Acclaimed authors Ian Rankin and Paullina Simons have a plan to lure people back to literature with a mash-up of their work titled Break-In at Tiffany's.
The modern godfather of crime fiction and the first lady of old-fashioned romance are in Canberra for separate book tours and discussions but came together at the Hyatt where literary sparks flew.
''I'll start the book, it'll be like my next Lily and Spencer book [the characters from her novel The Girl in Times Square] and then you'll come in and do your thing,'' Simons said to Rankin, the man who created the 19-book series focusing on Scotland's best detective, Inspector Rebus.
''Can there be a heist?'' Rankin replied.
''Oh a shoe heist would be great,'' she said.
''No! That's too 'you', it'll have to be a jewel theft and a love story,'' Rankin confirmed.
As the pair devised a writing plan, ''I'll write one chapter, then Ian will write the next and so on,'' she said, the beginning of a new super ''choose your own crime and romantic adventure'' genre may have been born.
The plan to combine their poetic powers was put to them by Fairfax Media and not a publishing house. Rankin and Simons said their combined story may be better suited to Hollywood than the finely crafted world of fiction writing.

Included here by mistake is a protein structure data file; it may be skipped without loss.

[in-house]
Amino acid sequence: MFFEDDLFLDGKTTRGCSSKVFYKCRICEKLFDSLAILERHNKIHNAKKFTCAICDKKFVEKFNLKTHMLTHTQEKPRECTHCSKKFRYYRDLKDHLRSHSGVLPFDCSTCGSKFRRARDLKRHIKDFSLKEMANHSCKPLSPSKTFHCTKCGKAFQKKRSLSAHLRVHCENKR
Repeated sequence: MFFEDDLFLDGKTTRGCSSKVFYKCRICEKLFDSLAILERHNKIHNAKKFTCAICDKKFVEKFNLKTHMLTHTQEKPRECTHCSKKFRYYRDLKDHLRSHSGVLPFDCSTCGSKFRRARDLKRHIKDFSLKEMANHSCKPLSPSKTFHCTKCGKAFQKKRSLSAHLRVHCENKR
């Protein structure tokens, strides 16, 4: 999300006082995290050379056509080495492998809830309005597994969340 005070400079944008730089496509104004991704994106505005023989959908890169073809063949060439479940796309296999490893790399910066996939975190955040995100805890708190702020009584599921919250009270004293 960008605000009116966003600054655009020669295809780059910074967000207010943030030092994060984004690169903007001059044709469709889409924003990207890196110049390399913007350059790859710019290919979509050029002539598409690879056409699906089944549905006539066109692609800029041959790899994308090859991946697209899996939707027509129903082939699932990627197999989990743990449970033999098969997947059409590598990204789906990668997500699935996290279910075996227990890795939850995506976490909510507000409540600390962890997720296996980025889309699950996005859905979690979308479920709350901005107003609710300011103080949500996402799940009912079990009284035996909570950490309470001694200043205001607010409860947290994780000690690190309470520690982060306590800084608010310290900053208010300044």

However both agreed it could be the published writer's answer to reclaiming readers from the fan fiction phenomenon created and spurred on by titles such as Fifty Shades of Grey and the Twilight saga.
Both said online fan fiction is a good place for an aspiring wordsmith to carve a career but suggested the world wide web could be a budding young writer's friend and foe when looking to get noticed.
''Gone are the days when magazines published short stories and audio series were broadcasted twice a day on the radio, even though there are all of these options online people need to read everything to see what people are writing and from there do something different,'' Rankin said.
Rankin admits his love of writing started with fan fiction in his early teens before his first book was published in 1986, when he was 25.
''It started with comic books, but I used my own characters, I was crap at drawing though. Then, luckily, I got into music, but I was crap at that so I just wrote lyrics for my imaginary pop group. I wrote all their lyrics and I would plan their imaginary tours and put them on imaginary chat shows, I would just write down all of these ideas on notepads,'' he said.
''The more you read the richer you become, it gives you words and allows you ways to develop and say what you really want to say,'' Simons added.
Paullina Simons' new book, Children of Liberty, and Standing in Another Man's Grave, the latest Rebus novel by Ian Rankin, are out now.